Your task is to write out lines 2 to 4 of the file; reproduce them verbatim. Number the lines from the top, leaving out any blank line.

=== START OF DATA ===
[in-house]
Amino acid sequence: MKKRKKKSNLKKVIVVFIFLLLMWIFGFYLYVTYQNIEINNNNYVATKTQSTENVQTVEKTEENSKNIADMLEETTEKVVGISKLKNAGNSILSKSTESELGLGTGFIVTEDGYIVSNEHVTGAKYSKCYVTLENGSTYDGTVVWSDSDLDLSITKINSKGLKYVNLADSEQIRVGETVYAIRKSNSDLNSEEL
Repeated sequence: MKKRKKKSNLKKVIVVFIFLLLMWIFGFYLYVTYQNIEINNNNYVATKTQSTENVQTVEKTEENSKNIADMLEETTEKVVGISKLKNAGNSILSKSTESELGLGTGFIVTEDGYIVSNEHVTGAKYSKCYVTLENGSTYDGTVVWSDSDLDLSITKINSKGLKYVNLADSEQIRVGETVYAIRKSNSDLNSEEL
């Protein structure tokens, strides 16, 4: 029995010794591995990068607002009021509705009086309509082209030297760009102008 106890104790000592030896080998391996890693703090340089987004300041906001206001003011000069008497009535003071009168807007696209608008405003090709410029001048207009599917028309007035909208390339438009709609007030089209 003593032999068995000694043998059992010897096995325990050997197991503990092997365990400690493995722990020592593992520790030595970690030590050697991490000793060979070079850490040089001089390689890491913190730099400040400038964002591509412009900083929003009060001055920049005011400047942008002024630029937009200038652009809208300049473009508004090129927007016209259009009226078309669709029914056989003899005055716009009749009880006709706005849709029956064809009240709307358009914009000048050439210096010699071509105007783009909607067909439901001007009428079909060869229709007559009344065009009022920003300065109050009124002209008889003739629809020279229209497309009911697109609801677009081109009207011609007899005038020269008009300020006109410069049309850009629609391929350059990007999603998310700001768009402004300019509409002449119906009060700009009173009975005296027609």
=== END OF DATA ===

Amino acid sequence: MKKRKKKSNLKKVIVVFIFLLLMWIFGFYLYVTYQNIEINNNNYVATKTQSTENVQTVEKTEENSKNIADMLEETTEKVVGISKLKNAGNSILSKSTESELGLGTGFIVTEDGYIVSNEHVTGAKYSKCYVTLENGSTYDGTVVWSDSDLDLSITKINSKGLKYVNLADSEQIRVGETVYAIRKSNSDLNSEEL
Repeated sequence: MKKRKKKSNLKKVIVVFIFLLLMWIFGFYLYVTYQNIEINNNNYVATKTQSTENVQTVEKTEENSKNIADMLEETTEKVVGISKLKNAGNSILSKSTESELGLGTGFIVTEDGYIVSNEHVTGAKYSKCYVTLENGSTYDGTVVWSDSDLDLSITKINSKGLKYVNLADSEQIRVGETVYAIRKSNSDLNSEEL
């Protein structure tokens, strides 16, 4: 029995010794591995990068607002009021509705009086309509082209030297760009102008 106890104790000592030896080998391996890693703090340089987004300041906001206001003011000069008497009535003071009168807007696209608008405003090709410029001048207009599917028309007035909208390339438009709609007030089209 003593032999068995000694043998059992010897096995325990050997197991503990092997365990400690493995722990020592593992520790030595970690030590050697991490000793060979070079850490040089001089390689890491913190730099400040400038964002591509412009900083929003009060001055920049005011400047942008002024630029937009200038652009809208300049473009508004090129927007016209259009009226078309669709029914056989003899005055716009009749009880006709706005849709029956064809009240709307358009914009000048050439210096010699071509105007783009909607067909439901001007009428079909060869229709007559009344065009009022920003300065109050009124002209008889003739629809020279229209497309009911697109609801677009081109009207011609007899005038020269008009300020006109410069049309850009629609391929350059990007999603998310700001768009402004300019509409002449119906009060700009009173009975005296027609």